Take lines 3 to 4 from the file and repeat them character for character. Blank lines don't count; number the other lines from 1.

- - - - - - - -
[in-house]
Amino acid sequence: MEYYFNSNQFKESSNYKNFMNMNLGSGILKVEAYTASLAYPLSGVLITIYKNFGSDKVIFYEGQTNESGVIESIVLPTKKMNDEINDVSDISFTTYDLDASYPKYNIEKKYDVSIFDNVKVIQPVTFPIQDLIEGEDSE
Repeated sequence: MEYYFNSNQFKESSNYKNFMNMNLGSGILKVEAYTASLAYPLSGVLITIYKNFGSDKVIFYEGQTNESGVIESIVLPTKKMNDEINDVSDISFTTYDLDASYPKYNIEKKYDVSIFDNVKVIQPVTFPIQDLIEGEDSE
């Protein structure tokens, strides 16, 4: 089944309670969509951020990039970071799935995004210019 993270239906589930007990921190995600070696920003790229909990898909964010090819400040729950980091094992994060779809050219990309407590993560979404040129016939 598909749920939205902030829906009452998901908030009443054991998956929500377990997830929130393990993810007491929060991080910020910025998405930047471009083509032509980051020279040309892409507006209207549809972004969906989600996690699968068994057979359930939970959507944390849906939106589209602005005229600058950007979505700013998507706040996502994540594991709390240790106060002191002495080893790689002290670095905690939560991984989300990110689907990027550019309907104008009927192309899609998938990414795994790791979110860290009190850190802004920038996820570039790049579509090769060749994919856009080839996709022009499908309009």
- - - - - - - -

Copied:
Repeated sequence: MEYYFNSNQFKESSNYKNFMNMNLGSGILKVEAYTASLAYPLSGVLITIYKNFGSDKVIFYEGQTNESGVIESIVLPTKKMNDEINDVSDISFTTYDLDASYPKYNIEKKYDVSIFDNVKVIQPVTFPIQDLIEGEDSE
């Protein structure tokens, strides 16, 4: 089944309670969509951020990039970071799935995004210019 993270239906589930007990921190995600070696920003790229909990898909964010090819400040729950980091094992994060779809050219990309407590993560979404040129016939 598909749920939205902030829906009452998901908030009443054991998956929500377990997830929130393990993810007491929060991080910020910025998405930047471009083509032509980051020279040309892409507006209207549809972004969906989600996690699968068994057979359930939970959507944390849906939106589209602005005229600058950007979505700013998507706040996502994540594991709390240790106060002191002495080893790689002290670095905690939560991984989300990110689907990027550019309907104008009927192309899609998938990414795994790791979110860290009190850190802004920038996820570039790049579509090769060749994919856009080839996709022009499908309009």